So, as I say, I wrote, angrily for the most part, about President Gag. And, truth be told, it eventually became a millstone. Thinking and writing about Trump, that is. By ’19, I was sick to death of him and the country that had elected him on a technicality. Next thing I knew, i was going weeks at a time without putting up a Pencil post.

Even though this Holy Land has had a new president for some five months now, I’ve not yet got back into the groove of posting regularly, much less daily. And for that period of time I’ve been wondering what to do with this tool I have at my fingertips and that I pay for, I might add. I subscribe to the WordPress Business package, an option that allows me to put up podcasts and get all sorts of analytics and bells and whistles that the WP free basic package lacks. I pondered long and hard about simply going back to basic and saving the yearly premium subscription fee. Hell, I even tossed around the idea of closing down this shop altogether, but I abhor that option most of all.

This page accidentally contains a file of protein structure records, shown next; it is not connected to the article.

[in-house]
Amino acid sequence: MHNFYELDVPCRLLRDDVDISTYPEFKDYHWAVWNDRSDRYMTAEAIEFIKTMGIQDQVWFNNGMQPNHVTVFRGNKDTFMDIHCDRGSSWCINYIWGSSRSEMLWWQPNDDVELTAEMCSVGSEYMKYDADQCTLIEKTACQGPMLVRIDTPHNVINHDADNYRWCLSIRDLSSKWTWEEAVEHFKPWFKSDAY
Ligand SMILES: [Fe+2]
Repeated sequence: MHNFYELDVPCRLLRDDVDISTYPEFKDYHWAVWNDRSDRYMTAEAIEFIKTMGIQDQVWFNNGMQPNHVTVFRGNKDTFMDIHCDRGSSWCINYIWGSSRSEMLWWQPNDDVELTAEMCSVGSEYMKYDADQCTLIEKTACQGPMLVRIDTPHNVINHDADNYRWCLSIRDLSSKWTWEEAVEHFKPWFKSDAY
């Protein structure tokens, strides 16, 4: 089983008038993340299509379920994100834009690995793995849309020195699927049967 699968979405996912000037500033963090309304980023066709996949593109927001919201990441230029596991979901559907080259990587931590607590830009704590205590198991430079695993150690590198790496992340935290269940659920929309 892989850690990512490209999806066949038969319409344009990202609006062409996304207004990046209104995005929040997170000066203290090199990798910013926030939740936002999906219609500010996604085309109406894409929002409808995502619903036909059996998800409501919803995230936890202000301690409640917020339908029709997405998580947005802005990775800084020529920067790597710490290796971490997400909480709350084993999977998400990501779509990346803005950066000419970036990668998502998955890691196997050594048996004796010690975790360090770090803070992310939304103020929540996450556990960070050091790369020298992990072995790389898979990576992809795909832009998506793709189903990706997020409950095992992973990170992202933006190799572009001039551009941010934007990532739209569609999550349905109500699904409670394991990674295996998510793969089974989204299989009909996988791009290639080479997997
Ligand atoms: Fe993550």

Back at the beginning (the year 1 AP, or Anno Penicillum * ) I did a lot of local news coverage and opinionating here, another thing I lost pretty much all my ardor for as Bloomington, like the rest of the country, became a soap opera of antagonists snarling at each other, righteous brothers- and sisters-in-arms convinced everyone on the other side of even the most innocuous issue was in league with Satan, or at least an aspiring child pornographer. I eventually lost any desire to continue wading into the cesspool of local news and issues as well.

[ * Some sources have the word penicillum as the Latin translation for the American English pencil. Those sources go on to assert the Latin word actually meant small penis back in the days of Cicero and Augustus Caesar. I suppose I get the connection, pencils and penises sort of resemble each other — emphasis on sort of. Once I learned this, though, I was hooked. Yep, I’m definitely denoting each year of the Pencil era as an Anno Penicillum.]

Bill Bryson